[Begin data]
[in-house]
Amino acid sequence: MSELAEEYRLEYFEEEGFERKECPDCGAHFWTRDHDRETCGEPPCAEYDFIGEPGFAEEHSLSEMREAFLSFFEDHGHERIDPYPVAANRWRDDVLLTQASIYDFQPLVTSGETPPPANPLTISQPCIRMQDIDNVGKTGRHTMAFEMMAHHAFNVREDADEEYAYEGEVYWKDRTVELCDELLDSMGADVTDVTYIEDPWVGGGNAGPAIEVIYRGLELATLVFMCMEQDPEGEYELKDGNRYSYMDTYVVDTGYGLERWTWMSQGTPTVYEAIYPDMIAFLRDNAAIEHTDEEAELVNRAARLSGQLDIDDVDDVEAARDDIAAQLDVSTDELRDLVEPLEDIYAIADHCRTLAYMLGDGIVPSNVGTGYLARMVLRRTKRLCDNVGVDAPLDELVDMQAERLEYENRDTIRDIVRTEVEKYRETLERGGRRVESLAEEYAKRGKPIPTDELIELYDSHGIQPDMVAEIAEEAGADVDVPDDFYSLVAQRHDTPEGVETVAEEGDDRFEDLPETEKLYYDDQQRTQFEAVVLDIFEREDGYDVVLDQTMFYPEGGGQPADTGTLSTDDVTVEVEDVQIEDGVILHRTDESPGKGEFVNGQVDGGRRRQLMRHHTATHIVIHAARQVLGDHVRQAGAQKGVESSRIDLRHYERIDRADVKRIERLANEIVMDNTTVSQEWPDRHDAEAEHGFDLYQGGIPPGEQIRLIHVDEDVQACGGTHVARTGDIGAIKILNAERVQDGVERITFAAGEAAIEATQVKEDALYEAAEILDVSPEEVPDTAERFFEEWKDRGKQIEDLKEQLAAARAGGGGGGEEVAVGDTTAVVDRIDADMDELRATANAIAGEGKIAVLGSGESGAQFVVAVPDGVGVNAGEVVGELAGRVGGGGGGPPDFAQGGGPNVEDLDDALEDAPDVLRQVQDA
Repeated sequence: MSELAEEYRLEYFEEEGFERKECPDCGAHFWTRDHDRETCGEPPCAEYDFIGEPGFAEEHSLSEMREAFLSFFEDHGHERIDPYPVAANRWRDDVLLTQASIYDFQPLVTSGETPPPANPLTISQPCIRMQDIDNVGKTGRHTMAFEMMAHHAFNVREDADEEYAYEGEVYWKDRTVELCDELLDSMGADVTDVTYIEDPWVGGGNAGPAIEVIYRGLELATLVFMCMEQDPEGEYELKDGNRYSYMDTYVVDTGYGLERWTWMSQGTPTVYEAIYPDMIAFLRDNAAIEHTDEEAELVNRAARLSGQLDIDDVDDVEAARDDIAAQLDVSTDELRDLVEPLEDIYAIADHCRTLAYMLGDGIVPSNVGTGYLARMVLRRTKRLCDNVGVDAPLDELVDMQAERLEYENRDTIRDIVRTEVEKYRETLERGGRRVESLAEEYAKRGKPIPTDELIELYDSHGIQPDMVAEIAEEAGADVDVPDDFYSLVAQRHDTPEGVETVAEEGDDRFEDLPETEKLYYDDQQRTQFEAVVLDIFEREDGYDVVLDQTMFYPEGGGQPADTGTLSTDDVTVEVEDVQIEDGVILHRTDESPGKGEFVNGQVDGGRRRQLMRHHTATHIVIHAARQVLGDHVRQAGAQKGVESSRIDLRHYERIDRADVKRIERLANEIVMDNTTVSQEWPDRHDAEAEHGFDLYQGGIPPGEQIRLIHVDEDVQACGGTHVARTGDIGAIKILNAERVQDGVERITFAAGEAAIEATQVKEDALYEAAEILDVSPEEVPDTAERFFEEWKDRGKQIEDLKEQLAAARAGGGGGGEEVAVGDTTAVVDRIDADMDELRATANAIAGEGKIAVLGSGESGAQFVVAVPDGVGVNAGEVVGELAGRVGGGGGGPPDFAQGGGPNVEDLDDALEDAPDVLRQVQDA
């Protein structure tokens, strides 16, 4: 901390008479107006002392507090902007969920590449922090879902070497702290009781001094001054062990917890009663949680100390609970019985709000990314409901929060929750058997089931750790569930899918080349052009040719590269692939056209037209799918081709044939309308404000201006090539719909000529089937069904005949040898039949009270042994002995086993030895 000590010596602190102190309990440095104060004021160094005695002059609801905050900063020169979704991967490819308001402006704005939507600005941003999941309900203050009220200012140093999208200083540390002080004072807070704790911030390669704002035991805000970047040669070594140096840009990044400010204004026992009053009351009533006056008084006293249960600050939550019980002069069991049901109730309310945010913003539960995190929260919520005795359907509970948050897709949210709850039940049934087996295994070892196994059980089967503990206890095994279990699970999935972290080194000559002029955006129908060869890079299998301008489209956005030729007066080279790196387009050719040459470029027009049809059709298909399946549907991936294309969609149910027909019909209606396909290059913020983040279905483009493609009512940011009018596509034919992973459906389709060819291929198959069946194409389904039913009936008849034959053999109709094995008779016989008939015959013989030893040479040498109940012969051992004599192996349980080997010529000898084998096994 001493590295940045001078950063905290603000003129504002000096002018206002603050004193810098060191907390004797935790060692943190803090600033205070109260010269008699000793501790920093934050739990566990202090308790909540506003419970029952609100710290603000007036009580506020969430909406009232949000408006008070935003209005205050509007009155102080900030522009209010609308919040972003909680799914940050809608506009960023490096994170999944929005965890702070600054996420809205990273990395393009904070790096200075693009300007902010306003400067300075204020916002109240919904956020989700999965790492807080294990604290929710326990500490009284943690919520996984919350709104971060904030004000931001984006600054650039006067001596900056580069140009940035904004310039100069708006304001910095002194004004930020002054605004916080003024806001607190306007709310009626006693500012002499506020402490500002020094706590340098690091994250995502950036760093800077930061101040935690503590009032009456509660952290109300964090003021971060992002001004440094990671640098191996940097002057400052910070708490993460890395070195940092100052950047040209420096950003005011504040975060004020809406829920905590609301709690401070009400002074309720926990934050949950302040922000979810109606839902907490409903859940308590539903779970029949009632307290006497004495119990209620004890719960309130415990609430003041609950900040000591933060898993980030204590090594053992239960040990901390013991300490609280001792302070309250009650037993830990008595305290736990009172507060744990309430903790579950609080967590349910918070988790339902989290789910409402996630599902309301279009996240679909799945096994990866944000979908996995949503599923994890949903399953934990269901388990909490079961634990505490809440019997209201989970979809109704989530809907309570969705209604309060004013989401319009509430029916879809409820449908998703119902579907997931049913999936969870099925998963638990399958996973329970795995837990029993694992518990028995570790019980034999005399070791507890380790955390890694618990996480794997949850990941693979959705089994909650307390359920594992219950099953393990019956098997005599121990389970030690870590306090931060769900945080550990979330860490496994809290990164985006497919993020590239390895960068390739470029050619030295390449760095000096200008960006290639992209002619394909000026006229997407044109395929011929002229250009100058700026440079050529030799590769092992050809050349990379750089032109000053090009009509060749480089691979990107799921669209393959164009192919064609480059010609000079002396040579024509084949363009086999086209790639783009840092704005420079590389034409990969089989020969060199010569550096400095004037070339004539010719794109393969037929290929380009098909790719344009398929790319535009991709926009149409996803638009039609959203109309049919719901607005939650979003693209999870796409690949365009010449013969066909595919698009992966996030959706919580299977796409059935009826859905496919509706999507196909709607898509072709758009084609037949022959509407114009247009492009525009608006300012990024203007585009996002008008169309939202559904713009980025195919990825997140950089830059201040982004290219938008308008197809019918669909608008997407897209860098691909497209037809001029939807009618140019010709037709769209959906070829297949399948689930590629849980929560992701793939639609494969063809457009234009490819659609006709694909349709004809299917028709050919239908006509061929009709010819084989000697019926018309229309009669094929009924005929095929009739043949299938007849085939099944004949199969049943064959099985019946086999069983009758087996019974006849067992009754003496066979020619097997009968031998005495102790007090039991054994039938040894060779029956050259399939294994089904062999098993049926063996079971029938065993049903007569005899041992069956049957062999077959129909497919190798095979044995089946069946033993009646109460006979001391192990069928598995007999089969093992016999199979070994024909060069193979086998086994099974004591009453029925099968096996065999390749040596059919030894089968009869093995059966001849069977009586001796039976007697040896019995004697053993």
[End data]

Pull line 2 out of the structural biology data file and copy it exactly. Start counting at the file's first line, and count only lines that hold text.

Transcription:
Amino acid sequence: MSELAEEYRLEYFEEEGFERKECPDCGAHFWTRDHDRETCGEPPCAEYDFIGEPGFAEEHSLSEMREAFLSFFEDHGHERIDPYPVAANRWRDDVLLTQASIYDFQPLVTSGETPPPANPLTISQPCIRMQDIDNVGKTGRHTMAFEMMAHHAFNVREDADEEYAYEGEVYWKDRTVELCDELLDSMGADVTDVTYIEDPWVGGGNAGPAIEVIYRGLELATLVFMCMEQDPEGEYELKDGNRYSYMDTYVVDTGYGLERWTWMSQGTPTVYEAIYPDMIAFLRDNAAIEHTDEEAELVNRAARLSGQLDIDDVDDVEAARDDIAAQLDVSTDELRDLVEPLEDIYAIADHCRTLAYMLGDGIVPSNVGTGYLARMVLRRTKRLCDNVGVDAPLDELVDMQAERLEYENRDTIRDIVRTEVEKYRETLERGGRRVESLAEEYAKRGKPIPTDELIELYDSHGIQPDMVAEIAEEAGADVDVPDDFYSLVAQRHDTPEGVETVAEEGDDRFEDLPETEKLYYDDQQRTQFEAVVLDIFEREDGYDVVLDQTMFYPEGGGQPADTGTLSTDDVTVEVEDVQIEDGVILHRTDESPGKGEFVNGQVDGGRRRQLMRHHTATHIVIHAARQVLGDHVRQAGAQKGVESSRIDLRHYERIDRADVKRIERLANEIVMDNTTVSQEWPDRHDAEAEHGFDLYQGGIPPGEQIRLIHVDEDVQACGGTHVARTGDIGAIKILNAERVQDGVERITFAAGEAAIEATQVKEDALYEAAEILDVSPEEVPDTAERFFEEWKDRGKQIEDLKEQLAAARAGGGGGGEEVAVGDTTAVVDRIDADMDELRATANAIAGEGKIAVLGSGESGAQFVVAVPDGVGVNAGEVVGELAGRVGGGGGGPPDFAQGGGPNVEDLDDALEDAPDVLRQVQDA